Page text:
U.S. shares advanced on Friday after American companies hired more employees than anticipated in May. The Dow Jones Industrial Average Index (INDEXDJX:.DJI) advanced 1.3 percent in midday trading. The S&P 500 (INDEXSP:.INX) added 1.2 percent. Most followed shares included Monsanto, Yum! Brands, Gap, Quiksilver, TiVo and Intel.
In consumer discretionary shares, Yum! Brands Inc. (NYSE:YUM), the owner of KFC, rose 2.6 percent to $72.97 after UBS AG raised its recommendation for the stock to "buy" from "neutral" and added the company to its U.S. “key call” list, saying sales and profitability in China will start to improve from the impact of recent health scares in the country.
Gap Inc. (NYSE:GPS), the largest U.S. specialty-apparel retailer, advanced to the highest intraday price in more than 13 years on Friday after reporting same-store sales for May that beat analyst estimates. The shares rose as much as 3.4 percent to $42.40, the highest price since April 13, 2000. Total comparable sales rose 7 percent last month, compared with a 2 percent gain for May last year, the San Francisco, California-based company said in a statement late Thursday. Analysts on average had projected 3.7 percent according to Bloomberg, and 4.1 percent according to Thomson Reuters.
Thor Industries Inc. (NYSE:THO), the maker of recreational vehicles, gained 14 percent to $46.93. The Elkhart, Indiana-based company said it earned 97 cents a share for its third quarter, excluding certain items, above the 84 cents a share estimated by analysts. The company is seeing a recovery in its sales for its Four Winds, Airstream, and Dutchman brands.
Steven Madden Ltd. (NASDAQ:SHOO) rose 1.5 percent to $48.37. Piper Jaffray started coverage of the shoe retailer with an "overweight" rating, based on increasing prospects for sales growth and heightened brand awareness among consumers.
Quiksilver Inc. (NYSE:ZQK), the apparel retailer, tumbled 14.3 percent to $6.58 after posting an unexpected loss. Net income for the quarter ended April 30 widened to $32.4 million or 19 cents a share, from a loss of $5.1 million or 3 cents a share, a year earlier. Stripping out one-time items, the company lost 12 cents a share. Anaysts were modeling a profit of 4 cents a share. Quarterly revenue fell 7 percent to $458.7 million. The company suffered from weaker European sales and charges.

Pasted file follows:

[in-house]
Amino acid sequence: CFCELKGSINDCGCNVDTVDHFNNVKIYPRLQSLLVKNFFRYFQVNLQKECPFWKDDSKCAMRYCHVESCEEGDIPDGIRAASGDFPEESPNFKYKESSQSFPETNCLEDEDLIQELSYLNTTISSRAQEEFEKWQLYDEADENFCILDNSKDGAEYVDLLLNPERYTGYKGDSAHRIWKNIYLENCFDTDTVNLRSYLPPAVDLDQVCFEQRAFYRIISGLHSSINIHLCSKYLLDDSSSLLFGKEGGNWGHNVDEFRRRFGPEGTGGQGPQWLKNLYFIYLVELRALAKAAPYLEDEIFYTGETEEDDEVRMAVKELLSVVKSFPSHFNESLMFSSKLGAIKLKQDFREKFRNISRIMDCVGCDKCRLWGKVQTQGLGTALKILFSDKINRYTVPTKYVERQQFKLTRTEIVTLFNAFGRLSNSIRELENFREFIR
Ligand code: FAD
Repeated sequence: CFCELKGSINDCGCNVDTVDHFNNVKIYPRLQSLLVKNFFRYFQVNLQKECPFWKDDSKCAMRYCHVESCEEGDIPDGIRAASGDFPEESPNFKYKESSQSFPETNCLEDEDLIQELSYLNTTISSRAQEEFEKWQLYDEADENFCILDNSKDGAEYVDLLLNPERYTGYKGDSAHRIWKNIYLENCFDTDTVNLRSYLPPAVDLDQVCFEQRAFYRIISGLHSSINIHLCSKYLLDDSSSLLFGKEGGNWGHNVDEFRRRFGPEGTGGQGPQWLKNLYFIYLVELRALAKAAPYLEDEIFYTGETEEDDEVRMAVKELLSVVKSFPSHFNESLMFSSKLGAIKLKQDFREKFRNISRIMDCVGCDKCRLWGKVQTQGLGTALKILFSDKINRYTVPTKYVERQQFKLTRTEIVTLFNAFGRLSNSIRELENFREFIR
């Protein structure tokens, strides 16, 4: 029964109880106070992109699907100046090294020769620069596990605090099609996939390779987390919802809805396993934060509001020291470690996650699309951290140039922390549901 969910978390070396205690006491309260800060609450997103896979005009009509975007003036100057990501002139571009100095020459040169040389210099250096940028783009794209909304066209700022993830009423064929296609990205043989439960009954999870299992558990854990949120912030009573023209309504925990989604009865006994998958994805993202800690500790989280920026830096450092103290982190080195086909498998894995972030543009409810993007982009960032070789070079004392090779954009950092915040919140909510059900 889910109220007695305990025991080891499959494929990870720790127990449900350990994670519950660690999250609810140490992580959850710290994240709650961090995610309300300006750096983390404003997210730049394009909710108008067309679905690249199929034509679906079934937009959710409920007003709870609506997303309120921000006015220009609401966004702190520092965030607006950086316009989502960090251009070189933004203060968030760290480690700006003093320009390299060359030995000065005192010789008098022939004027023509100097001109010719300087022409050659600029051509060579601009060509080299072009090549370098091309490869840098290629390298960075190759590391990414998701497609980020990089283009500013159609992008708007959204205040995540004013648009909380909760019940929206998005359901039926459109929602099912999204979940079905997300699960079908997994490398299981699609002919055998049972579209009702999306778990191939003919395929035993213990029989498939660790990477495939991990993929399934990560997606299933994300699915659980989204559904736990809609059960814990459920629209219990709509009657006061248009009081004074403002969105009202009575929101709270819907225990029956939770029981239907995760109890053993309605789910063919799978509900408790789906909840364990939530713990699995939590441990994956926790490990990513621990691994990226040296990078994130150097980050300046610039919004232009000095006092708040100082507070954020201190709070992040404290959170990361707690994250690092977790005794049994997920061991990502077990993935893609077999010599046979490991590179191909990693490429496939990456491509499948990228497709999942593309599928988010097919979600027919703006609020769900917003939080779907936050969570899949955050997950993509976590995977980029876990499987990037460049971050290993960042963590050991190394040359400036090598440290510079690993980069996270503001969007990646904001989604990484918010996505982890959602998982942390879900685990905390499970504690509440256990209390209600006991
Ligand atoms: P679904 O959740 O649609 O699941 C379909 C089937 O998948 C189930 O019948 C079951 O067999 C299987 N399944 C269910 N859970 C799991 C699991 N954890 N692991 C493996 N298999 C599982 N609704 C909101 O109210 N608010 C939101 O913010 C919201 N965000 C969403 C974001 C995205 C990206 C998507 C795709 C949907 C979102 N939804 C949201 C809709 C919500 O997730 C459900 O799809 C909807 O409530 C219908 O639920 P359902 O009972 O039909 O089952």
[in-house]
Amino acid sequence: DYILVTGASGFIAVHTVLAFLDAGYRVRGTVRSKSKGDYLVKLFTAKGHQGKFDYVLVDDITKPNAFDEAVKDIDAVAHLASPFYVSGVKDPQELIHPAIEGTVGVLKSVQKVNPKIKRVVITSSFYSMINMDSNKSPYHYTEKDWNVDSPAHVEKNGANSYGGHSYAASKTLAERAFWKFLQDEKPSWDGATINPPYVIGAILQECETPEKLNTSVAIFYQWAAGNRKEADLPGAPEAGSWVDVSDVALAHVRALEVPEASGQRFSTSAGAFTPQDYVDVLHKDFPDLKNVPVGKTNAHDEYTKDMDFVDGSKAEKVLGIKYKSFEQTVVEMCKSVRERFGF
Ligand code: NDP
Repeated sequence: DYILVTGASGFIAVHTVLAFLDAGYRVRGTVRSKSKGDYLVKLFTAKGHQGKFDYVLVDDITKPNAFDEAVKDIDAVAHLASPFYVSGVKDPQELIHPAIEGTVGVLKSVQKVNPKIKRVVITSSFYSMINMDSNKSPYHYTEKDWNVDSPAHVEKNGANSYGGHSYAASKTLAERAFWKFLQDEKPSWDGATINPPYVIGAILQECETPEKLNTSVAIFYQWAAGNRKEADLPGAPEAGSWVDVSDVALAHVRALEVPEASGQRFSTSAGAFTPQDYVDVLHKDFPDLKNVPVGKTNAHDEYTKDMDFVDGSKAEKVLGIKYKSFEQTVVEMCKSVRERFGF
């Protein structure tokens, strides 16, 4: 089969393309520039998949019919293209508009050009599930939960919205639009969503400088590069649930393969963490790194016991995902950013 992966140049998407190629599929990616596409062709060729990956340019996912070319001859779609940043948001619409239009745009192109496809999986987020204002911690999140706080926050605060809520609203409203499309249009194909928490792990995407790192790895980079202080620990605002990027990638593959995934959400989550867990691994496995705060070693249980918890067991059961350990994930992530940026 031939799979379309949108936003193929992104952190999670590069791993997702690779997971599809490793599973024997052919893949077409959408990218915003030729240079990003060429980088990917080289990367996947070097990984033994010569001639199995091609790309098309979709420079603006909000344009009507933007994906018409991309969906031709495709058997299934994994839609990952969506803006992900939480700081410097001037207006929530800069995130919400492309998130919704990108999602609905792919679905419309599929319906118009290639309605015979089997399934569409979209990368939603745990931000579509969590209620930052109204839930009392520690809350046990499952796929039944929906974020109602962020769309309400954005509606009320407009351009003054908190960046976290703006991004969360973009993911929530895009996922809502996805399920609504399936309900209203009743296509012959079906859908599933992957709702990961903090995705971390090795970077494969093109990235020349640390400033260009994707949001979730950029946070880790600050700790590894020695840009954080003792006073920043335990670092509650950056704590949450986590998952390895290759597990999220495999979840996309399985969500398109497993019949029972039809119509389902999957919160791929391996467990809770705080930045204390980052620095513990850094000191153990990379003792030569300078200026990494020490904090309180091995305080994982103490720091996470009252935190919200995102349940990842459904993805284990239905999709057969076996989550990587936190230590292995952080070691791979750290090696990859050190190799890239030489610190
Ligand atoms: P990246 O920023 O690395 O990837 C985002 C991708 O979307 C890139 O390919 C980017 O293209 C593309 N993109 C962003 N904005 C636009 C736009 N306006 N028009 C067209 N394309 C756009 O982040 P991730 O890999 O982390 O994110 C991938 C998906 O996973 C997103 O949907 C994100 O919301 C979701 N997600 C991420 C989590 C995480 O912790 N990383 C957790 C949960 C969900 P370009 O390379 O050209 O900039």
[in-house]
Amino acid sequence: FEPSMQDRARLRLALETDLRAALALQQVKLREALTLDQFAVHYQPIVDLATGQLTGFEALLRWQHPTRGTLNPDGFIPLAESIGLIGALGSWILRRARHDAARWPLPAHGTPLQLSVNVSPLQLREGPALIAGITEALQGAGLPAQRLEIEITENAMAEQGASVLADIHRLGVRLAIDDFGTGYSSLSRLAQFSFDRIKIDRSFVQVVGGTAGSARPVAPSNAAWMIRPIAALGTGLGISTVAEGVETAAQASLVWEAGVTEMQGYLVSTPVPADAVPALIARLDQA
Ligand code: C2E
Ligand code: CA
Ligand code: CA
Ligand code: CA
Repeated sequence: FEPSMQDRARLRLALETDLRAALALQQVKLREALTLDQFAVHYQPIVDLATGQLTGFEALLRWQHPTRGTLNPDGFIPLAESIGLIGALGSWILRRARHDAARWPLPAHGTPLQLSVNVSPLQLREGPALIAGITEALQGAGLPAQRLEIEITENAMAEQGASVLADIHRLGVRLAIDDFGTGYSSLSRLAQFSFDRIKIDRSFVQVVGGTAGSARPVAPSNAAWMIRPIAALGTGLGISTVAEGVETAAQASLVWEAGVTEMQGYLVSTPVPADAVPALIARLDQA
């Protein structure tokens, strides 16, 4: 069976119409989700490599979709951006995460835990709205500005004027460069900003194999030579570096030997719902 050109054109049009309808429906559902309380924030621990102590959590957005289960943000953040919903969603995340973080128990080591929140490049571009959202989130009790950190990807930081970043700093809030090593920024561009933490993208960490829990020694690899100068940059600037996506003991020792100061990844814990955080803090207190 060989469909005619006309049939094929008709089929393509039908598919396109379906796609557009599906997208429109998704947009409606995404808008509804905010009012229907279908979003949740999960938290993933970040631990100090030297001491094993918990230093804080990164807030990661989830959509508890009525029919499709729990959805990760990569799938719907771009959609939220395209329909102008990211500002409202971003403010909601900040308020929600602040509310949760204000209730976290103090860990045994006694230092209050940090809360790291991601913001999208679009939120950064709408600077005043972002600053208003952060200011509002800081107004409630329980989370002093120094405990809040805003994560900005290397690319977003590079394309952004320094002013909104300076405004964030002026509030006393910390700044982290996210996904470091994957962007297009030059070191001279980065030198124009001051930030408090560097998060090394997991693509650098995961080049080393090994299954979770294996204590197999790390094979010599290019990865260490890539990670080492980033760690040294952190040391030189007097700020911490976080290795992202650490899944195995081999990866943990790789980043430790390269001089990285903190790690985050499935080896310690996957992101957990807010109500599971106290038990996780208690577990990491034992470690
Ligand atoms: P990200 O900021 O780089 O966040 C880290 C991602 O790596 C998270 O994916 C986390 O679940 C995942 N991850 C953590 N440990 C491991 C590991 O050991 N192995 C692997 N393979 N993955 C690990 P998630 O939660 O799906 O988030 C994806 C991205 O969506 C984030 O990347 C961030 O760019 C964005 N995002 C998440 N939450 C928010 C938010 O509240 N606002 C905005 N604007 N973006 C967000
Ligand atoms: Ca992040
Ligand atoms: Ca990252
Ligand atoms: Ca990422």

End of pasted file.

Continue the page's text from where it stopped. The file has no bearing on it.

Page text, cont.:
Vail Resorts Inc. (NYSE:MTN), which operates resorts in Colorado, fell 0.2 percent to $62.02. The company said its fiscal third-quarter profit rose to $97.6 million, or $2.66 a share, from $79.6 million, or $2.17 a share, a year ago. Revenue rose to $469.7 million from $421.1 million. This missed analysts expectations of $2.74 a share in profit and $474 million in revenue.
United Continental Holdings Inc. (NYSE:UAL), owner of the world's largest airline, climbed 5.6 percent to $32.32. Goldman upgraded the airline's stock to "neutral" from "sell", based on rebounding traffic as consumer confidence increases.
In consumer staples shares, Wal-Mart Stores Inc. (NYSE:WMT), the world's largest retailer, jumped 1.4 percent to $76.68 after approving a new $15 billion share buyback program. The new buyback program was effective on Thursday and replaces the previous $15 billion authorization, which had about $712 million remaining, the Bentonville, Arkansas-based company said in a statement.
In other stocks, Cooper Cos. Inc. (NYSE:COO), the maker of contact lenses, jumped to the highest price since 1986, rising 5 percent to $118.75. The Pleasanton, California-based company reported fiscal second-quarter profit of $1.50 per share, excluding certain items, above the $1.38 a share estimated by analysts, though revenues were slightly shy of consensus. The company also raised its earnings and revenue forecast for the year, on strengthening contact lens sales.
TiVo Inc. (NASDAQ:TIVO), the developer of digital-video recorders, dropped 19 percent to $11.04. The Alviso, California-based company settled a patent dispute with Google Inc.’s Motorola Mobility unit, Cisco Systems Inc. and Time Warner Cable Inc. for $490 million -- less than estimated.
Intel Corp. (NASDAQ:INTC), the world’s largest chipmaker, slid 0.4 percent to $24.56 after Piper Jaffray downgraded the stock to "underweight" from "neutral", citing the decline in the company's core PC business. "Underweight" is similar to a "sell" rating. The investment bank also reduced its price target to $20.00 from $21.00.